Vietnam After The Coronavirus: New Habits Are Here To Stay
As countries are hunkering down against the virus, it is becoming increasingly obvious that the crisis will reshape society in lasting ways.
Information about the novel coronavirus is rapidly changing. As a result, some of the information or advice in this article may be out-of-date.
As cities and whole countries are hunkering down against the virus, it is becoming increasingly obvious that the crisis will reshape society in lasting ways; similar to how the world changed overnight after 9/11 or the 2008 financial crisis.
We don’t know exactly what the new normal will look like, but we can imagine, with some degree of certainty, some of it. The trends that were already underway hit the fast-forward button. Forced to quickly adapt to the new reality, people (and businesses) who were stuck in the rut are discovering new ways of doing things.
Digital is the new way to interact, do business and survive. Vietcetera looks at the areas of life in Vietnam most affected by this transition.
The appliance of science
It took an unprecedented healthcare crisis to force people back to accepting that expertise matters. Looking for factual information and confronted with denial of science promoted as justified scepticism or opinions passed along as facts, people want to hear from the medical professionals directly.
Making it easier for experts to reach global audiences, Twitter has announced a new purpose for its blue-check verification mark. The badge aims to reassure that the account is providing credible updates on the topic of the coronavirus. Similarly, Google has launched an updated search experience that includes a carousel of verified information related to the pandemic. Media companies like the New York Times and Wall Street Journal are seeing exponential readership growth as more readers turn to trusted generational content sites to receive live updates about the coronavirus outbreak.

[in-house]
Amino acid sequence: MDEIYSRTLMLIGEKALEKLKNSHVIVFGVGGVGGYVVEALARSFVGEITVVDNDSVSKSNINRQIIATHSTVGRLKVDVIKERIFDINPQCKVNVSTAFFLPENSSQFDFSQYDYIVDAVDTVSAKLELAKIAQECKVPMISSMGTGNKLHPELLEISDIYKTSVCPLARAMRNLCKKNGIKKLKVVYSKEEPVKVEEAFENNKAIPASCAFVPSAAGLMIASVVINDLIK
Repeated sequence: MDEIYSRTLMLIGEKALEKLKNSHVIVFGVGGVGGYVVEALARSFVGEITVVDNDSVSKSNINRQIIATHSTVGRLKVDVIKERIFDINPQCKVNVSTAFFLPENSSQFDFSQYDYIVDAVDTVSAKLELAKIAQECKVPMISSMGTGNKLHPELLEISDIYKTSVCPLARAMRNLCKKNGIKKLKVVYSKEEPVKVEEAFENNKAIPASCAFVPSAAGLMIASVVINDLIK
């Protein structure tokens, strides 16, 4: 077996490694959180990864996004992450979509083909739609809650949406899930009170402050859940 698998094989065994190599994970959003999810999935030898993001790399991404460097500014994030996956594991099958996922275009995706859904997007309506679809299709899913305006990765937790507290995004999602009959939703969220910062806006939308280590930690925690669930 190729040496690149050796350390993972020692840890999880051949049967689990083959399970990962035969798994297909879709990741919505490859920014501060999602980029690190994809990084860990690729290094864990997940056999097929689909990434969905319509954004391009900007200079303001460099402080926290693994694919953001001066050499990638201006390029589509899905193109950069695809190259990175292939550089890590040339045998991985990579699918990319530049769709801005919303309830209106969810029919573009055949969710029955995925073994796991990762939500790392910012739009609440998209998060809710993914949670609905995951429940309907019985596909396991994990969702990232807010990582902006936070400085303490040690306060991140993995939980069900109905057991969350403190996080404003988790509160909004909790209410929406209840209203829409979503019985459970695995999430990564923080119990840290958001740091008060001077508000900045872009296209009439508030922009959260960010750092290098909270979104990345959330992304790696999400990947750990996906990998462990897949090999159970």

If this newfound appetite for scientific knowledge is here to stay remains to be seen. But the changes being rolled out by the social media platforms will make dispelling untruths easier, and not only those related to health care.
Groceries at a click
Unlike shopping for electronics and ordering take-away meals through delivery apps, purchasing fresh foods is still mostly done at the store. But due to social distancing measures, the switch to online grocery shopping is happening at an accelerated rate — a development that could have a lasting effect on the supermarket industry.
According to a March survey by Ipsos MORI, 57% of Vietnamese consumers say they’ve switched to shopping online to purchase some of the products they’d usually buy in-store. As a result, the already stiff competition between Vietnam’s shopping apps has gone into overdrive in the past weeks. But until now no one has really cornered the market.
As online grocery buying gathers momentum, the changing consumer habits will shape the landscape for the months and years to come. Once life goes back to normal, the new habit of filling the carts with clicks might very well stick.
Amid advice to regularly disinfect high-touch surfaces, many are growing wary of using cash, a particularly germy surface.
Some societies like China are well on the way to becoming cashless with customers relying on mobile and QR code payment platforms, such as WeChat and AliPay. The US is also ahead of the curve with high mobile and contactless payment penetration.